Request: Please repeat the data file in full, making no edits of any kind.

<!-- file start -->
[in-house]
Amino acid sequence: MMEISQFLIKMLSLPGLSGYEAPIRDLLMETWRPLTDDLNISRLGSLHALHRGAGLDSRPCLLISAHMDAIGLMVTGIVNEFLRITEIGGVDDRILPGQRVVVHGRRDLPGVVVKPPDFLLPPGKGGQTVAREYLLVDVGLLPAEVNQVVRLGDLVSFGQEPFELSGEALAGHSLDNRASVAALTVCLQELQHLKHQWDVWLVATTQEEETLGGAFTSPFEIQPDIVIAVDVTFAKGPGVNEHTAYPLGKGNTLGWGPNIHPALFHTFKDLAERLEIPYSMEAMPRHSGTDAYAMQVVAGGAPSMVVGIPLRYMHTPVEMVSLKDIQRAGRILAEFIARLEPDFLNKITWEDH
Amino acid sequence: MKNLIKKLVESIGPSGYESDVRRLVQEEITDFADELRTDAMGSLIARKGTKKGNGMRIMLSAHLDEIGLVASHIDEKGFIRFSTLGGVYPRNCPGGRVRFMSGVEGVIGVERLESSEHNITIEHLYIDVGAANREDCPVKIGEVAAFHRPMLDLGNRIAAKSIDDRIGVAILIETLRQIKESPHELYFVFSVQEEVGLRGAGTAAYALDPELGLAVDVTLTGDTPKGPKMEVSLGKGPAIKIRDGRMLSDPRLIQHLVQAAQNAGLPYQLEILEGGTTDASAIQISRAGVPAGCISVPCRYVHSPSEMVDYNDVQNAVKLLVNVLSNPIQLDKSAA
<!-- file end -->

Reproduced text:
[in-house]
Amino acid sequence: MMEISQFLIKMLSLPGLSGYEAPIRDLLMETWRPLTDDLNISRLGSLHALHRGAGLDSRPCLLISAHMDAIGLMVTGIVNEFLRITEIGGVDDRILPGQRVVVHGRRDLPGVVVKPPDFLLPPGKGGQTVAREYLLVDVGLLPAEVNQVVRLGDLVSFGQEPFELSGEALAGHSLDNRASVAALTVCLQELQHLKHQWDVWLVATTQEEETLGGAFTSPFEIQPDIVIAVDVTFAKGPGVNEHTAYPLGKGNTLGWGPNIHPALFHTFKDLAERLEIPYSMEAMPRHSGTDAYAMQVVAGGAPSMVVGIPLRYMHTPVEMVSLKDIQRAGRILAEFIARLEPDFLNKITWEDH
Amino acid sequence: MKNLIKKLVESIGPSGYESDVRRLVQEEITDFADELRTDAMGSLIARKGTKKGNGMRIMLSAHLDEIGLVASHIDEKGFIRFSTLGGVYPRNCPGGRVRFMSGVEGVIGVERLESSEHNITIEHLYIDVGAANREDCPVKIGEVAAFHRPMLDLGNRIAAKSIDDRIGVAILIETLRQIKESPHELYFVFSVQEEVGLRGAGTAAYALDPELGLAVDVTLTGDTPKGPKMEVSLGKGPAIKIRDGRMLSDPRLIQHLVQAAQNAGLPYQLEILEGGTTDASAIQISRAGVPAGCISVPCRYVHSPSEMVDYNDVQNAVKLLVNVLSNPIQLDKSAA